Waugh, Dyson Face Off on Taxes

By Guy Leonard, County Times (guyleonard-at-countytimes.net)

Steve Waugh (R), left, candidate for Maryland State Senate Dist. 29, and incumbent Roy Dyson (D). (Photo: Frank Marquart)
HOLLYWOOD, Md. (October 21, 2010)—Roy Dyson, the District 29 State Senate incumbent, and GOP challenger Steven Waugh traded barbs Monday night over taxes at a candidate forum in Leonardtown, with Waugh claiming that Dyson flip-flopped on critical tax increase votes in 2007 during a special legislative session, while Dyson defended his record as being a fiscally conservative Democrat.

Waugh, who lives in Calvert County, told the audience at Leonardtown High School that Dyson had voted for legislation that eventually raised sales, recordation and corporate taxes starting in 2008, 21 separate times in committees before finally casting a no vote to the tax increases.

The legislation was the product of the emergency session of the state House and Senate in 2007 to come to grips with the state’s revenue shortfall, and has been criticized with actually reducing sales tax revenues to the state despite the increase in the rate of 5 percent to 6 percent.

Waugh argued that despite Dyson’s final vote in 2007 against the tax increases, that the incumbent senator continually supported the legislation coming up for the vote that eventually led to its passage.

Waugh said that taxes continued to burden businesses locally and that the increased costs, including a 400 percent increase in unemployment insurance legislated by the state in the 2010 session in Annapolis, forced them to shed jobs and even consider relocating to more businessfriendly states.

“We have to make the state competitive and the only way to do that is to cut taxes,” Waugh said.

Dyson told the audience that he would not vote for new tax increases and had never done so in his political career.

“I’m not going to vote for any tax increases, I never have and I never will,” Dyson said.

Dyson said that the county got an extra $1.6 million last year for programs, and that amount would probably be cut in the next budget cycle as an example of the trimming that would continue from actions in Annapolis.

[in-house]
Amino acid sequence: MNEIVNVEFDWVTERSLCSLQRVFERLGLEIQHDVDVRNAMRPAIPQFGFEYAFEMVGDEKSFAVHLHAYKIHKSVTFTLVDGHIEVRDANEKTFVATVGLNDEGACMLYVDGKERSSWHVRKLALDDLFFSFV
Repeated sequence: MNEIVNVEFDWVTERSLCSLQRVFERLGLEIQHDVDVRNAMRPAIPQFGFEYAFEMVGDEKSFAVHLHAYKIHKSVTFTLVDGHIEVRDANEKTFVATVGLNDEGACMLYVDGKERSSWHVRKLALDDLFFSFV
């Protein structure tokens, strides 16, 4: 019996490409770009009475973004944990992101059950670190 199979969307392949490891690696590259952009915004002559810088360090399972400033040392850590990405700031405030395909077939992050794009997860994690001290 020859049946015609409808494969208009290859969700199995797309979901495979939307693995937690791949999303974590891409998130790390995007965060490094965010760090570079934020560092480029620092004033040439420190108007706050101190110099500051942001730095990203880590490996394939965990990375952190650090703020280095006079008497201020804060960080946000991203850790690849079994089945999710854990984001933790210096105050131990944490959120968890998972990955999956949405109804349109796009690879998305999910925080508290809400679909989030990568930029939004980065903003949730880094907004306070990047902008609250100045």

“That’s the kinds of cuts we’re going to have to face in the future,” Dyson said. “I don’t see enough of a mood there to increase any kinds of taxes.”

It was after these claims that Waugh rebutted Dyson with his recorded votes in the senate from 2007, including that Dyson had voted for the so-called “millionaires tax” four times before voting against it finally.

That tax also passed in 2007.

“Look at the record,” Dyson retorted. “I did not vote for those tax increases, I did not do it at all.”

Dyson said that the votes Waugh claimed were not taken because it would have taken more days than were allowed in the entire session, though all 21 of the votes for various amendments are recorded on the Maryland state legislature’s Web site.

“It just didn’t happen,” Dyson said. In a subsequent interview Waugh said that Dyson’s votes prior to the final vote was tantamount to Dyson helping the tax increase bill along.

“If you’re voting with the sponsor you’re voting to defend and pass that bill,” Waugh said.

Dyson retorted in a Wednesday interview that all the votes prior to the final ballots on the sales tax increase and then the “millionaire’s tax” increase were procedural in nature and that only the final vote on either counted in a legal sense.

“There’s only one vote that counts and that’s the one that creates the law,” Dyson told The County Times. “The truth of the matter is, I didn’t vote for it.

“All this other stuff is just to muddle things up.”

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